For Sarnia - properly, pickled...
The little jar in front containing the yellowy greeny chutney is the green tomato one in question. That's all we've got left! The recipe makes about 4lbs. It's yummy.
Green Tomato Chutney
2lb green tomatoes
8oz onions, chopped
8oz cooking apples, peeled cored and chopped
10fl oz cider vinegar
1 teaspoon salt
½ teaspoon cayenne pepper
½ teaspoon dry English mustard
8oz light brown sugar
The recipe says you skin the tomatoes by blanching them in hot water for 30 seconds. I now know you need longer than that or the pesky skins don't come off and then run them under the cold tap or the skin comes off your finger tips rather the tomatoes!
You chop the flesh and put it in a preserving pan with the onions and apples.
Add about half the vinegar and cook gently until the fruit and vegetables are soft, stirring frequently. (I find stirring is vital, as it makes me feel chef-like and important as well as giving the impression to the casual onlooker that I know what I'm doing).
Add the remaining vinegar with the sultanas, salt, cayenne pepper, dry mustard and sugar and continue to cook slowly for about 15 minutes until the chutney starts to thicken.
Pot while still slightly runny, and seal the jars. I'm told it will keep for at least 3 months, but I can't see our last little pot remaining unconsumed for that long!
In case you're wondering about the rest of the tracklements in the cupboard. The two tall jars back left are pickled beetroot. So easy to do.
Just twist off the leaves, wash well and cook whole in a saucepan of salted water until just undercooked rather than soft. Cool them under the cold tap, then squirt them out of their skins. Pack them into clean warmed jars.
Boil vinegar with peppercorns and an inch or so of peeled sliced ginger for 10 minutes. Strain off the spices, then set aside to cool. Pour the vinegar over the beetroot, making sure it's completely covered. Seal and store.
By the way beetroot is fine in Sarsons ready-spiced pickling vingar too. Traditionally, you can 'gimp beetrots into grotesque shapes' before pickling i.e. carve them into little satyrs with humorously large penises and whatnot, but mine were small ones - so I refrained from dickering about with them!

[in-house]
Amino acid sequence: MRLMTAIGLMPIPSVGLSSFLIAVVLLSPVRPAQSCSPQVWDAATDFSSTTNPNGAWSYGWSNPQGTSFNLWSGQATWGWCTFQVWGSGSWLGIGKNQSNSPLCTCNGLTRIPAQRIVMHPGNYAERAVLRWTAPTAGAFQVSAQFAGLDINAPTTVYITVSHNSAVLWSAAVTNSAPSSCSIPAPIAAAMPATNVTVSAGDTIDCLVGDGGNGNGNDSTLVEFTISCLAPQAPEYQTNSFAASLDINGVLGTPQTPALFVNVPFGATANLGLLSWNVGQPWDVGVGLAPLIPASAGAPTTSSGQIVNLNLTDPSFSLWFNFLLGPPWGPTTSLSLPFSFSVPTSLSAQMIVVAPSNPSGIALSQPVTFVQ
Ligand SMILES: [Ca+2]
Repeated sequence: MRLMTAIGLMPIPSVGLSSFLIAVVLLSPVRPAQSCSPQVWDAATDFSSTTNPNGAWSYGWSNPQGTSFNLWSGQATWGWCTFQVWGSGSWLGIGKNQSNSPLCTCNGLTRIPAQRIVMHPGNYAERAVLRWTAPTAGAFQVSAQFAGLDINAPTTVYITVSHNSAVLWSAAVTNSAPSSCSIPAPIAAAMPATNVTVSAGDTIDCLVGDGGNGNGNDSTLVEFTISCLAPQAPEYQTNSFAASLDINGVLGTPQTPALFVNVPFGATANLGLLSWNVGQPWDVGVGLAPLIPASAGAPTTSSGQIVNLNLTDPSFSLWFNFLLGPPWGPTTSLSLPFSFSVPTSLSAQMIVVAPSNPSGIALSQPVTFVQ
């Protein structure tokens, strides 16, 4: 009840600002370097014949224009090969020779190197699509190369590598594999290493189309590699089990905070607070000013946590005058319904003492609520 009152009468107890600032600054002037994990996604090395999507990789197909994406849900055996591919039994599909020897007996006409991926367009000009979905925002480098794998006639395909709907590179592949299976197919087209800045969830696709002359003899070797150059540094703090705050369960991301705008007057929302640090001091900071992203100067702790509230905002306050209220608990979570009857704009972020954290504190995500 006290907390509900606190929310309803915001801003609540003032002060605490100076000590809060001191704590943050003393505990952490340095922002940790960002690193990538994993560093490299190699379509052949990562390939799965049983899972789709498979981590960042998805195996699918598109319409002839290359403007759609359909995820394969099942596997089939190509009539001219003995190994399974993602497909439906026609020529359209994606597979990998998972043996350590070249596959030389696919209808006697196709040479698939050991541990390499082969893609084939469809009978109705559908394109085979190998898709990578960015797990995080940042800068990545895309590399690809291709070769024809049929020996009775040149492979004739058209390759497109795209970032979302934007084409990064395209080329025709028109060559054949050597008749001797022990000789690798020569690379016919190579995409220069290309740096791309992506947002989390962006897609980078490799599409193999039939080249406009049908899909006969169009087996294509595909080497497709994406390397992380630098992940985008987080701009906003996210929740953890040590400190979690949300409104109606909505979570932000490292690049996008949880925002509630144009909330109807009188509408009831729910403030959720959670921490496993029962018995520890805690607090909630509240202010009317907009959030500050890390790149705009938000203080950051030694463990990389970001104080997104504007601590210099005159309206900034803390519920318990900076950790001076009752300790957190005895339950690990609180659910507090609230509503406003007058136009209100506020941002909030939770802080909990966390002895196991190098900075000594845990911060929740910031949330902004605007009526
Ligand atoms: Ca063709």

The dark brown one in the large jar front left, by rights belongs in the 101 things to do with a courgette series. It's a hot spicy chutney but also lovely as a glaze for roast shoulder of lamb or chicken. Just spoon it over the roast about 20 minutes before the end of cooking time.
Courgette Chutney (aka Patent Power Pickle)
1½lb courgettes, thickly sliced
2 tablespoons salt
8oz chopped onion
3 cloves garlic, chopped
12oz muscovado sugar (dark, sticky stuff)
1½ pints red wine vinegar
1 tablespoon lightly crushed coriander seeds
1 tablespoon peeled chopped root ginger
2 x dried chillies
Sprinkle the courgettes with half the salt and leave to drain in a colander overnight.
Next day, rinse, drain and pat dry. Put into a heavy pan with the onion, garlic, remaining salt, sugar, vinegar and cook gently for about 15 minutes, until the sugar has dissolved and the vegetables have softened.
Add the raisins, spices, ginger and chillies, stir well and cook at a steady simmer for another 25 minutes or until mixture is thick, stirring frequently. Put into warm dry jars.>
And the three large jars on the right are obviously pickled onions. But they've got that lovely rosy tinge because they are a mixture of red onions, small brown onions and shallots. Here they are soaking in their brine overnight prior to pickling.
2lb pickling onions
1 pint clear malt vinegar
1 teaspoon black pepper corns
1 teaspoon coriander seeds
2 bay leaves
2 dried chillies
1oz ginger, peeled and sliced
Peel the onions carefully with a sharp knife, removing only the minimum at the base and tip. Soak overnight in the salt mixed with a pint of cold water.
Next day, drain the onions and wash them in cold water to get rid of excess salt. Set aside to drain.
Put the vinegar in a pan with the peppercorns, coriander seeds, bay leaves, chillies and ginger and boil for 10 minutes. Set aside to get cold.
Pack the onions into cleaned warmed jars, wiping each one with a cloth to get rid of the last traces of moisture. Pour on the cold vinegar.
If you like a very strong flavour, include the whole spices in the pickle, otherwise strain them off. Make sure the onions are completely covered with vinegar. Seal the jars and keep for about 6 weeks before opening.
So that's it, really... pickling is a doddle!